As the Eurozone crisis persists, the European Union is exploring dramatic options to stabilize the economic crisis which threatens to irrevocably fragment it. An article in the Economist documents the ‘continued need for wavering private banks to be bailed out by their national governments. A proposed measure to mollify the banking emergency is a ‘banking union,’ which would inject failing banks with capital, alleviating the burden of weaker member states. On September 12, the European Commission put forth a proposal for a ‘Single Supervisor Mechanism’- a preliminary step towards this hypothetical banking union. Under this Mechanism, the European Central Bank would supervise all banks within the banking union, allowing it to uniformly apply a single set of rules across the European Union market.
However, this proposed Single Supervisor Mechanism magnifies the tension between preserving national autonomy and the stated principle of solidarity at the core of the EU. The economic disaster has brought to the forefront the opposition of economically sturdy and powerful member states such as Germany to be held accountable for delinquent states such as Greece and France. In the instant case, as described by the Guardian, the news of such a EU banking union has furthered mutual distrust between Germany and France. Germany has essentially accused France of attempting to shift its own perceived financial irresponsibility to the EU, whereas France views Germany’s hesitance towards the proposed banking union as proof that it seeks to retain undue influence apart from the Union. Essentially, Germany wants to maintain control over the majority of its banks.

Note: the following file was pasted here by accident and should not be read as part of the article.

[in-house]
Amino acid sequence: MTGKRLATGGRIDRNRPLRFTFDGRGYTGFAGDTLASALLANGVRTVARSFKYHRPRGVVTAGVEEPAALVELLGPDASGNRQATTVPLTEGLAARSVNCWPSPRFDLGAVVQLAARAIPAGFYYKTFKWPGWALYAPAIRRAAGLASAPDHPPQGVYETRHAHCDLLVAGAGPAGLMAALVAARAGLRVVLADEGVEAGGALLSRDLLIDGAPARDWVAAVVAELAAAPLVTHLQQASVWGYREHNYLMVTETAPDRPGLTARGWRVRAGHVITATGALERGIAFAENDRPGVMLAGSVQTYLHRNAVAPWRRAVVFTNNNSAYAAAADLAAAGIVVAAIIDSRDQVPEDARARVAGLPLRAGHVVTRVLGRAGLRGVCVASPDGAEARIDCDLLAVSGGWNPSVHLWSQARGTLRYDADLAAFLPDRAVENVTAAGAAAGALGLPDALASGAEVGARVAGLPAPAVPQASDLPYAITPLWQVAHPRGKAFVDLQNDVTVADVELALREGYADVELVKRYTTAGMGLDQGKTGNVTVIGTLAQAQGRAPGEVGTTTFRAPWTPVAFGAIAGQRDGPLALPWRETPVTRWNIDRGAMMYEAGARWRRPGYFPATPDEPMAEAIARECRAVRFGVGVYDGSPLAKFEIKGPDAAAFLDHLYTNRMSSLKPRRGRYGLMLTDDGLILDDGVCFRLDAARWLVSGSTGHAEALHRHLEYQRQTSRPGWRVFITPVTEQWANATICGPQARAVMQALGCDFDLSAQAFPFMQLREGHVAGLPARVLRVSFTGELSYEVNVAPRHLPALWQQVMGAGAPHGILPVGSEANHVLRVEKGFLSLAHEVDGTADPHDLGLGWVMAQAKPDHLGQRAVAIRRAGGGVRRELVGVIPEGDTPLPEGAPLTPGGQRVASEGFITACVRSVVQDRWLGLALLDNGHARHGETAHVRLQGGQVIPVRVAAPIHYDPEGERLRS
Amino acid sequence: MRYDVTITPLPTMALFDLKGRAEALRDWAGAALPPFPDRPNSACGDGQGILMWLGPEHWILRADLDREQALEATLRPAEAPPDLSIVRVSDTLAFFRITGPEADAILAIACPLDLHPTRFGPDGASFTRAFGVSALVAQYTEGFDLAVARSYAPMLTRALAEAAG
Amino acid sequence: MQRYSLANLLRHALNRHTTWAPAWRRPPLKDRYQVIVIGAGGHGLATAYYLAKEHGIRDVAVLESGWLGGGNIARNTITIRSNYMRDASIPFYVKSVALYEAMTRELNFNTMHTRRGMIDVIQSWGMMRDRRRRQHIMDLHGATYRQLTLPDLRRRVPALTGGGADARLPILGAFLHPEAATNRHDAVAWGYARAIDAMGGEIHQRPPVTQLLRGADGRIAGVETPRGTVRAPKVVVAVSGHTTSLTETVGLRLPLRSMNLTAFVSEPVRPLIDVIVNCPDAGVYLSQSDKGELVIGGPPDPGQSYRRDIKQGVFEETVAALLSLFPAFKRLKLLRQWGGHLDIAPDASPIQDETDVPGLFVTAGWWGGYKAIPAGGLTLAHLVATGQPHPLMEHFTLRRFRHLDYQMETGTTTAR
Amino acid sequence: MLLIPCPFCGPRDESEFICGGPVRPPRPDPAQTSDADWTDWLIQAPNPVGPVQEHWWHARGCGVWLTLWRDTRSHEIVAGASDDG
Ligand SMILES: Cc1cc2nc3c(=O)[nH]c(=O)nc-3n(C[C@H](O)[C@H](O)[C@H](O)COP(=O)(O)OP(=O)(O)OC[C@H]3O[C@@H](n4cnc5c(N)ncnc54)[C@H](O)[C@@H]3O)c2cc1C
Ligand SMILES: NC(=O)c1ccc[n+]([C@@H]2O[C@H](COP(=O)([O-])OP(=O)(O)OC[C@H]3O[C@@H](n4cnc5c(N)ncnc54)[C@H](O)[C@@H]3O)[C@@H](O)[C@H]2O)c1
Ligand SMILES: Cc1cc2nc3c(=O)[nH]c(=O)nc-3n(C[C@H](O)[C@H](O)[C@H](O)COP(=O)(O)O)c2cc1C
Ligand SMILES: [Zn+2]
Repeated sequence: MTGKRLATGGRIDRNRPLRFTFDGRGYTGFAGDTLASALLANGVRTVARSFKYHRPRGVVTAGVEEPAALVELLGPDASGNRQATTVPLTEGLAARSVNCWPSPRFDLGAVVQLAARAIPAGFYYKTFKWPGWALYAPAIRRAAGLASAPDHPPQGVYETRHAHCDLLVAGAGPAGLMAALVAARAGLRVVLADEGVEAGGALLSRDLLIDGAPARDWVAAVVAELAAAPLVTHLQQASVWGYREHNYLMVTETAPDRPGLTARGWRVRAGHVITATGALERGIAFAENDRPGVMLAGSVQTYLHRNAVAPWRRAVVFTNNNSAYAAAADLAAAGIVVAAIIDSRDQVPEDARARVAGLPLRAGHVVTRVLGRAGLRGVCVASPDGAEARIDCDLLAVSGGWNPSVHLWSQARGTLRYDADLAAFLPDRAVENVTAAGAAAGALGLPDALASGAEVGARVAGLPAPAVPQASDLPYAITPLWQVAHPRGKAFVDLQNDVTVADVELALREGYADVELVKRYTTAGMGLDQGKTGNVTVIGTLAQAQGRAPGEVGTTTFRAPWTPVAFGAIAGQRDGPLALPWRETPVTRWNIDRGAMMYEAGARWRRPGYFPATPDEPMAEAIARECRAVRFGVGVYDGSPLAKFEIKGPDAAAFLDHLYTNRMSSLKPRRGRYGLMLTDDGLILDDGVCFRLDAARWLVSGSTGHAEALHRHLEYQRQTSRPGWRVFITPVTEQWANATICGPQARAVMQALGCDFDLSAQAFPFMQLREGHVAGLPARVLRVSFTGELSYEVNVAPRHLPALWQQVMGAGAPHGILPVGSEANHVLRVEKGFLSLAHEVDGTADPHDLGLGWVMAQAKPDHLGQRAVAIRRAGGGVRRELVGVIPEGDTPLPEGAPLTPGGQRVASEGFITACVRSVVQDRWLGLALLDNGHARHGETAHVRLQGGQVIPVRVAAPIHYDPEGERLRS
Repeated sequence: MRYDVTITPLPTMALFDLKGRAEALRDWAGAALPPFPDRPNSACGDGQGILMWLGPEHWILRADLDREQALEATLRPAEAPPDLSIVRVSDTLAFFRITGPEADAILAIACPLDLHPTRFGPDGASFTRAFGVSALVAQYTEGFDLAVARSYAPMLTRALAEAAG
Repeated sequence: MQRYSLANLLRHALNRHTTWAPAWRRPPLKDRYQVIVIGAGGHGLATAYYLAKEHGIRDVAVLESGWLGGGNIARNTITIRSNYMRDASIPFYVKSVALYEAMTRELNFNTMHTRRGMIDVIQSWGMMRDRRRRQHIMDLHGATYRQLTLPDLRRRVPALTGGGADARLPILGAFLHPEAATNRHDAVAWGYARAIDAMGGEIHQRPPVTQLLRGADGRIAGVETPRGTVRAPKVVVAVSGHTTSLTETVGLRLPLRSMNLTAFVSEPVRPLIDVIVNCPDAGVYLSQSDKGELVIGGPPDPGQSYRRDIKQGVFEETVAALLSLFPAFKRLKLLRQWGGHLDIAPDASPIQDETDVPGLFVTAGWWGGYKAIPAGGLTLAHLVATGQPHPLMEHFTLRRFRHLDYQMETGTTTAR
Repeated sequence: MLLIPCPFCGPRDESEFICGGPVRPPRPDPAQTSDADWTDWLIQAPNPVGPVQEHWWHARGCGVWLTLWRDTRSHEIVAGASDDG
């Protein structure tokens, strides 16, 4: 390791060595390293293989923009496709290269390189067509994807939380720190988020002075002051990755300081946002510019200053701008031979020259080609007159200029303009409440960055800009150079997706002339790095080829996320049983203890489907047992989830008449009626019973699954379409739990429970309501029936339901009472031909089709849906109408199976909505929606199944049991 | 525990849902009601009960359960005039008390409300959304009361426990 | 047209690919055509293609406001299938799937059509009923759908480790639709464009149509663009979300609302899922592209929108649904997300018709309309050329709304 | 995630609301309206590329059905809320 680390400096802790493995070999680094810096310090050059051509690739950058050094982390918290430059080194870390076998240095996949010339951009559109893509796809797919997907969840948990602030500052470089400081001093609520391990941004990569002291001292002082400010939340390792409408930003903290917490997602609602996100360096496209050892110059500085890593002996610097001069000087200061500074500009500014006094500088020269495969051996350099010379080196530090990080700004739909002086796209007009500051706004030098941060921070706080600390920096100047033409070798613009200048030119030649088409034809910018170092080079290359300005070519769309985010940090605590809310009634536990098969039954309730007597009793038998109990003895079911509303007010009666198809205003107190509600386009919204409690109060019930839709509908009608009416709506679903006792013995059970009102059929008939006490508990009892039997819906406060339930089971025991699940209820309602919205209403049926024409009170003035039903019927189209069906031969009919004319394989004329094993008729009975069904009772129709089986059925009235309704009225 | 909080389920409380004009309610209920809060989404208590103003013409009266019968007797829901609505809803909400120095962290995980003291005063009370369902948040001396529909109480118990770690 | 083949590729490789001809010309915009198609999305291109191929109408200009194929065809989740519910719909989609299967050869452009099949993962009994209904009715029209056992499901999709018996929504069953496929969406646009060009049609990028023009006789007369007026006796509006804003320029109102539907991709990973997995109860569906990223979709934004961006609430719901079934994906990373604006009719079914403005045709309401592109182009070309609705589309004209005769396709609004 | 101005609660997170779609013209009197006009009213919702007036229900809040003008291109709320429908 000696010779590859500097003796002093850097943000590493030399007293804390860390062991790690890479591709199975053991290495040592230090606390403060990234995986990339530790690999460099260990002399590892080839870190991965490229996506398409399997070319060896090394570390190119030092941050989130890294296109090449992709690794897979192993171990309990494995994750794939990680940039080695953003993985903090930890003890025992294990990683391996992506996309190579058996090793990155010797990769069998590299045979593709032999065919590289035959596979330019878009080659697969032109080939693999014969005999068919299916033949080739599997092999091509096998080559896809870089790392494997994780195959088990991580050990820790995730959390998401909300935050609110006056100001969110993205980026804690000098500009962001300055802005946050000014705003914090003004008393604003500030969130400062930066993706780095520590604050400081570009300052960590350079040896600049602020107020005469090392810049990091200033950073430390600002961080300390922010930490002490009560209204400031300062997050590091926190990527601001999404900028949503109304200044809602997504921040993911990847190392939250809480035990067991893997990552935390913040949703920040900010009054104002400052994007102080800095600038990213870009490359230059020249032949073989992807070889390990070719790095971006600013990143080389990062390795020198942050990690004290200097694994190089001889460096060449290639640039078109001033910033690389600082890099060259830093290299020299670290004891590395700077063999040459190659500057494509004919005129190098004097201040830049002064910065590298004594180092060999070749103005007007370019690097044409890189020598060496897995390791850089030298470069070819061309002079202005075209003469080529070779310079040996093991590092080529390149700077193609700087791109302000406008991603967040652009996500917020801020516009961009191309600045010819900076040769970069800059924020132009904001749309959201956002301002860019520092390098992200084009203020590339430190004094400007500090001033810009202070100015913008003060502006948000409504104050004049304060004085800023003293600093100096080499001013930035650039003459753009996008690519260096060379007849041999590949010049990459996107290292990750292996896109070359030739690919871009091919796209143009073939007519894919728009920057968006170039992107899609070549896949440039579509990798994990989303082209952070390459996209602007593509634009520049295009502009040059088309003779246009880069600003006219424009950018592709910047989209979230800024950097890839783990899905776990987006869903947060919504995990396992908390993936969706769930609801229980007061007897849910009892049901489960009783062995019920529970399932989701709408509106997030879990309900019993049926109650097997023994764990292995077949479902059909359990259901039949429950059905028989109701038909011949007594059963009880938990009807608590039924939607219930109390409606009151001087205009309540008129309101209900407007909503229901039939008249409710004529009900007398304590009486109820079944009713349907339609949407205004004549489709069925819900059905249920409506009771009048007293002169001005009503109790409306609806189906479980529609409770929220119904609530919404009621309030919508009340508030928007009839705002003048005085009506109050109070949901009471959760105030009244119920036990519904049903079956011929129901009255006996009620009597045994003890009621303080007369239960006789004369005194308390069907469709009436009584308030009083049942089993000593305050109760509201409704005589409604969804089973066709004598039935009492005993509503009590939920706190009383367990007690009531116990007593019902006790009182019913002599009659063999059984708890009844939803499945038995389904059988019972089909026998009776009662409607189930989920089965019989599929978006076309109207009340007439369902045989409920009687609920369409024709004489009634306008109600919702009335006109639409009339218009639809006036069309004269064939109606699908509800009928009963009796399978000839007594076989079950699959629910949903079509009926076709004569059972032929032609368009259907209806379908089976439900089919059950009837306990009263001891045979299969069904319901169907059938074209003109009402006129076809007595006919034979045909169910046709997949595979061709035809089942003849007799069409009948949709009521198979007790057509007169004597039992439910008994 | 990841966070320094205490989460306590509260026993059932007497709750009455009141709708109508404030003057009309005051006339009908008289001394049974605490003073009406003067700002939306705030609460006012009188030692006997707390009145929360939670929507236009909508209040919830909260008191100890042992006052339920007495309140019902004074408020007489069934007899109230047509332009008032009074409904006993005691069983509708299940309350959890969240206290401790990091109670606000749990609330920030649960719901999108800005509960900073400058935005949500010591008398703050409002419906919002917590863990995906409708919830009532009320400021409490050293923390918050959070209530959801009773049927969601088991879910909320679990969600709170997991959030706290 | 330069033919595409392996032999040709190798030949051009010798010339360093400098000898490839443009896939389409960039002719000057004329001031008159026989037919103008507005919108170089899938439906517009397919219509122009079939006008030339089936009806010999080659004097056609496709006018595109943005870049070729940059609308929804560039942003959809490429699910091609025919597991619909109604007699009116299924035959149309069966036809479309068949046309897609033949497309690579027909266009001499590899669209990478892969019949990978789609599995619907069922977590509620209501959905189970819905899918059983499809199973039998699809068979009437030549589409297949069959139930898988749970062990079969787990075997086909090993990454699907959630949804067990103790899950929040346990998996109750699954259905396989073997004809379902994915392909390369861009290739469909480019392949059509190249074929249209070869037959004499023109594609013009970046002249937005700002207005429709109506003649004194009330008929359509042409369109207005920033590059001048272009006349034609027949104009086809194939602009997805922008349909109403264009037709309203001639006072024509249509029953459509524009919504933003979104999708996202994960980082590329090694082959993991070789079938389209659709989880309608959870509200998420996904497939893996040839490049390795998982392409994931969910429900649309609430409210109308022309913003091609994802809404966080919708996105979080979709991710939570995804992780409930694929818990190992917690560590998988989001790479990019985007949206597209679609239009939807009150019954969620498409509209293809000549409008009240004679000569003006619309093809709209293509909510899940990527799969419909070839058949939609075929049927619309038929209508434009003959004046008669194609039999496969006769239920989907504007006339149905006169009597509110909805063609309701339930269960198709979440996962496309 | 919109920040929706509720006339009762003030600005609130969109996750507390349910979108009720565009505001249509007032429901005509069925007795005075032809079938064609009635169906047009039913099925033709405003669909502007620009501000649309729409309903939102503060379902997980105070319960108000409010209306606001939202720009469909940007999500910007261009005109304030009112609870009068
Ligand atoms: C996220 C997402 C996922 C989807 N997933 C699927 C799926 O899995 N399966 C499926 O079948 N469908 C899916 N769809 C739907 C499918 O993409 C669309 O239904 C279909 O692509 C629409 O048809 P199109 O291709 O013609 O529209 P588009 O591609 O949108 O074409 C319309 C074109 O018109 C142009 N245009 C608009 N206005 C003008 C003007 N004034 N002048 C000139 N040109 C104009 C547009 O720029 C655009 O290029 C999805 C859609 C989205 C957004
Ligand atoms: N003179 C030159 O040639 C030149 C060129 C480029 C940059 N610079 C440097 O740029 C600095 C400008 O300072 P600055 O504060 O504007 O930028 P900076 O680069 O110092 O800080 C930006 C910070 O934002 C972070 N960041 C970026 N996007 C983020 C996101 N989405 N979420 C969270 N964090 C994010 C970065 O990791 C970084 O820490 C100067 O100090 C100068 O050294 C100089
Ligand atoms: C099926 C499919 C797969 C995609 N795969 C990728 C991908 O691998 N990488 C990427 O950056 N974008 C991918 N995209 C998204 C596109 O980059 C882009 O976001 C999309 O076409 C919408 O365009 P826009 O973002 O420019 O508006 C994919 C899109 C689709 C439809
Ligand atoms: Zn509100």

This dynamic highlights a power struggle between member states (mainly Germany) and the EU governing apparatus. As noted by the Economist, important questions remain, especially regarding the scope of the European Central Bank and whether it will have the power to probe any bank, or to issue or revoke banking licenses. Such questions understandably concern Germany, which does not want to see its domestic influence dissipate because of weaker member states such as France.
As economic uncertainty reigns, the fault lines of the European Union may continue to be exposed further. Germany’s potentially hostile reaction to having its own authority weakened by struggling member states may undermine the delicate balance between sovereignty and solidarity on which the EU is dependent.

« »